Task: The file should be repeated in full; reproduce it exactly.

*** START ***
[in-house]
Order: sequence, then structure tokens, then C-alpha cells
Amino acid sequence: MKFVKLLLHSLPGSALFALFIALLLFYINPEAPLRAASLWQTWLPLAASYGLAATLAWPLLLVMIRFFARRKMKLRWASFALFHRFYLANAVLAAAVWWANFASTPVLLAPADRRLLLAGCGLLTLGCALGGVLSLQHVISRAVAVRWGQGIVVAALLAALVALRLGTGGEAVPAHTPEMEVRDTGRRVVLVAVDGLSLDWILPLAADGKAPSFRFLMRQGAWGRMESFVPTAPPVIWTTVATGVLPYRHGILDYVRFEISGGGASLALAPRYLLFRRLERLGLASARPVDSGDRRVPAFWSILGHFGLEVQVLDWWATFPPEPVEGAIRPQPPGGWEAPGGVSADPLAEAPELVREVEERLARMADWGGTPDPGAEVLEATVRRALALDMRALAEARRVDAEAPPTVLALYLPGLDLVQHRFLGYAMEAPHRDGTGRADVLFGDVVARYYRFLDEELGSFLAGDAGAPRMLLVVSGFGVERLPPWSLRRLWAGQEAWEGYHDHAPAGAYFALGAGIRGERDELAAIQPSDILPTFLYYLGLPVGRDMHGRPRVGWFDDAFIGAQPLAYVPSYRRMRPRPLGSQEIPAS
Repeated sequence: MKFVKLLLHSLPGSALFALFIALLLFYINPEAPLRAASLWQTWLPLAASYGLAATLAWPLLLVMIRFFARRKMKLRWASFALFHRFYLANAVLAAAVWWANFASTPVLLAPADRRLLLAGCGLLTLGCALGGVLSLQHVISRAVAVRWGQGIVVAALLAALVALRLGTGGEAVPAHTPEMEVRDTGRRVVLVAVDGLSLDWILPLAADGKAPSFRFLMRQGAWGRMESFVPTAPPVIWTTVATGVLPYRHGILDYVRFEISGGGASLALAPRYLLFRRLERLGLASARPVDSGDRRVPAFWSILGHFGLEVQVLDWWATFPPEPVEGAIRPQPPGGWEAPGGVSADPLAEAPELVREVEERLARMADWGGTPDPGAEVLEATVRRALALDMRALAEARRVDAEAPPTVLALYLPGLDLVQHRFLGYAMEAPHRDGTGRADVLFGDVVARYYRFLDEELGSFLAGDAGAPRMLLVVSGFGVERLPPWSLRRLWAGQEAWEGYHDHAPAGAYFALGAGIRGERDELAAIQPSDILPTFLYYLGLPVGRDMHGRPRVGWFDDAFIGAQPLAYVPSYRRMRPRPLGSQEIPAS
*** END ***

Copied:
[in-house]
Order: sequence, then structure tokens, then C-alpha cells
Amino acid sequence: MKFVKLLLHSLPGSALFALFIALLLFYINPEAPLRAASLWQTWLPLAASYGLAATLAWPLLLVMIRFFARRKMKLRWASFALFHRFYLANAVLAAAVWWANFASTPVLLAPADRRLLLAGCGLLTLGCALGGVLSLQHVISRAVAVRWGQGIVVAALLAALVALRLGTGGEAVPAHTPEMEVRDTGRRVVLVAVDGLSLDWILPLAADGKAPSFRFLMRQGAWGRMESFVPTAPPVIWTTVATGVLPYRHGILDYVRFEISGGGASLALAPRYLLFRRLERLGLASARPVDSGDRRVPAFWSILGHFGLEVQVLDWWATFPPEPVEGAIRPQPPGGWEAPGGVSADPLAEAPELVREVEERLARMADWGGTPDPGAEVLEATVRRALALDMRALAEARRVDAEAPPTVLALYLPGLDLVQHRFLGYAMEAPHRDGTGRADVLFGDVVARYYRFLDEELGSFLAGDAGAPRMLLVVSGFGVERLPPWSLRRLWAGQEAWEGYHDHAPAGAYFALGAGIRGERDELAAIQPSDILPTFLYYLGLPVGRDMHGRPRVGWFDDAFIGAQPLAYVPSYRRMRPRPLGSQEIPAS
Repeated sequence: MKFVKLLLHSLPGSALFALFIALLLFYINPEAPLRAASLWQTWLPLAASYGLAATLAWPLLLVMIRFFARRKMKLRWASFALFHRFYLANAVLAAAVWWANFASTPVLLAPADRRLLLAGCGLLTLGCALGGVLSLQHVISRAVAVRWGQGIVVAALLAALVALRLGTGGEAVPAHTPEMEVRDTGRRVVLVAVDGLSLDWILPLAADGKAPSFRFLMRQGAWGRMESFVPTAPPVIWTTVATGVLPYRHGILDYVRFEISGGGASLALAPRYLLFRRLERLGLASARPVDSGDRRVPAFWSILGHFGLEVQVLDWWATFPPEPVEGAIRPQPPGGWEAPGGVSADPLAEAPELVREVEERLARMADWGGTPDPGAEVLEATVRRALALDMRALAEARRVDAEAPPTVLALYLPGLDLVQHRFLGYAMEAPHRDGTGRADVLFGDVVARYYRFLDEELGSFLAGDAGAPRMLLVVSGFGVERLPPWSLRRLWAGQEAWEGYHDHAPAGAYFALGAGIRGERDELAAIQPSDILPTFLYYLGLPVGRDMHGRPRVGWFDDAFIGAQPLAYVPSYRRMRPRPLGSQEIPAS